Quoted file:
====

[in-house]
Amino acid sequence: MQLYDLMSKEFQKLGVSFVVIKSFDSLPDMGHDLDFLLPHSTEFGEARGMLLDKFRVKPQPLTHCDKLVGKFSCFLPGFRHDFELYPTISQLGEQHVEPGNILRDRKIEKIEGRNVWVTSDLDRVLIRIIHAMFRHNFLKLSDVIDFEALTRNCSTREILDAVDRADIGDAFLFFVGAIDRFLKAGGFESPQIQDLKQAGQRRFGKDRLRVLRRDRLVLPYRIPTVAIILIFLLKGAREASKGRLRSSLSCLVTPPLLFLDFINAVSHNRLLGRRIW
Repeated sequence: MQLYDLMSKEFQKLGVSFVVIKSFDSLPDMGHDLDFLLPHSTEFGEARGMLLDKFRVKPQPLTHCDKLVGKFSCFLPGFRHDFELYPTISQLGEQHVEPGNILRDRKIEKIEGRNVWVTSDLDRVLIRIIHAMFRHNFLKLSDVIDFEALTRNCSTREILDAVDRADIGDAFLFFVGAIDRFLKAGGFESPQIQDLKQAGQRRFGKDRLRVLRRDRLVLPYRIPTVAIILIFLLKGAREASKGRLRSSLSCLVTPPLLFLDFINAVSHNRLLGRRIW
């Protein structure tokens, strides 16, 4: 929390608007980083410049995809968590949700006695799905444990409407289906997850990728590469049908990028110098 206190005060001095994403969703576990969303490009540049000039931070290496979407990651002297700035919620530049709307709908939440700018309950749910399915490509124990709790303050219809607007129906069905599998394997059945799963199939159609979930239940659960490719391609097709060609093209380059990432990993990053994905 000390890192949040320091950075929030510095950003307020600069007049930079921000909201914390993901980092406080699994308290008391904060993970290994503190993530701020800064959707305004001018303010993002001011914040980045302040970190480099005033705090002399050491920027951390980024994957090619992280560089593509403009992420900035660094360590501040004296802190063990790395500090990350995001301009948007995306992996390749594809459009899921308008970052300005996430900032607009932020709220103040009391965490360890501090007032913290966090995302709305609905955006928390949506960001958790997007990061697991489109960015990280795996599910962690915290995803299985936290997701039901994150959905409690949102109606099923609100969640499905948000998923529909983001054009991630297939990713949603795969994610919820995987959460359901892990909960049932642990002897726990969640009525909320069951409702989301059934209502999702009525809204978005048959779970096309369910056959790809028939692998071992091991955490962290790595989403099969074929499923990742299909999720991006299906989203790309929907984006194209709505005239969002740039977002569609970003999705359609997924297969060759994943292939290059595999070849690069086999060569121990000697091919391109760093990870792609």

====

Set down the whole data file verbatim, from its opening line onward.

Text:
[in-house]
Amino acid sequence: MQLYDLMSKEFQKLGVSFVVIKSFDSLPDMGHDLDFLLPHSTEFGEARGMLLDKFRVKPQPLTHCDKLVGKFSCFLPGFRHDFELYPTISQLGEQHVEPGNILRDRKIEKIEGRNVWVTSDLDRVLIRIIHAMFRHNFLKLSDVIDFEALTRNCSTREILDAVDRADIGDAFLFFVGAIDRFLKAGGFESPQIQDLKQAGQRRFGKDRLRVLRRDRLVLPYRIPTVAIILIFLLKGAREASKGRLRSSLSCLVTPPLLFLDFINAVSHNRLLGRRIW
Repeated sequence: MQLYDLMSKEFQKLGVSFVVIKSFDSLPDMGHDLDFLLPHSTEFGEARGMLLDKFRVKPQPLTHCDKLVGKFSCFLPGFRHDFELYPTISQLGEQHVEPGNILRDRKIEKIEGRNVWVTSDLDRVLIRIIHAMFRHNFLKLSDVIDFEALTRNCSTREILDAVDRADIGDAFLFFVGAIDRFLKAGGFESPQIQDLKQAGQRRFGKDRLRVLRRDRLVLPYRIPTVAIILIFLLKGAREASKGRLRSSLSCLVTPPLLFLDFINAVSHNRLLGRRIW
């Protein structure tokens, strides 16, 4: 929390608007980083410049995809968590949700006695799905444990409407289906997850990728590469049908990028110098 206190005060001095994403969703576990969303490009540049000039931070290496979407990651002297700035919620530049709307709908939440700018309950749910399915490509124990709790303050219809607007129906069905599998394997059945799963199939159609979930239940659960490719391609097709060609093209380059990432990993990053994905 000390890192949040320091950075929030510095950003307020600069007049930079921000909201914390993901980092406080699994308290008391904060993970290994503190993530701020800064959707305004001018303010993002001011914040980045302040970190480099005033705090002399050491920027951390980024994957090619992280560089593509403009992420900035660094360590501040004296802190063990790395500090990350995001301009948007995306992996390749594809459009899921308008970052300005996430900032607009932020709220103040009391965490360890501090007032913290966090995302709305609905955006928390949506960001958790997007990061697991489109960015990280795996599910962690915290995803299985936290997701039901994150959905409690949102109606099923609100969640499905948000998923529909983001054009991630297939990713949603795969994610919820995987959460359901892990909960049932642990002897726990969640009525909320069951409702989301059934209502999702009525809204978005048959779970096309369910056959790809028939692998071992091991955490962290790595989403099969074929499923990742299909999720991006299906989203790309929907984006194209709505005239969002740039977002569609970003999705359609997924297969060759994943292939290059595999070849690069086999060569121990000697091919391109760093990870792609």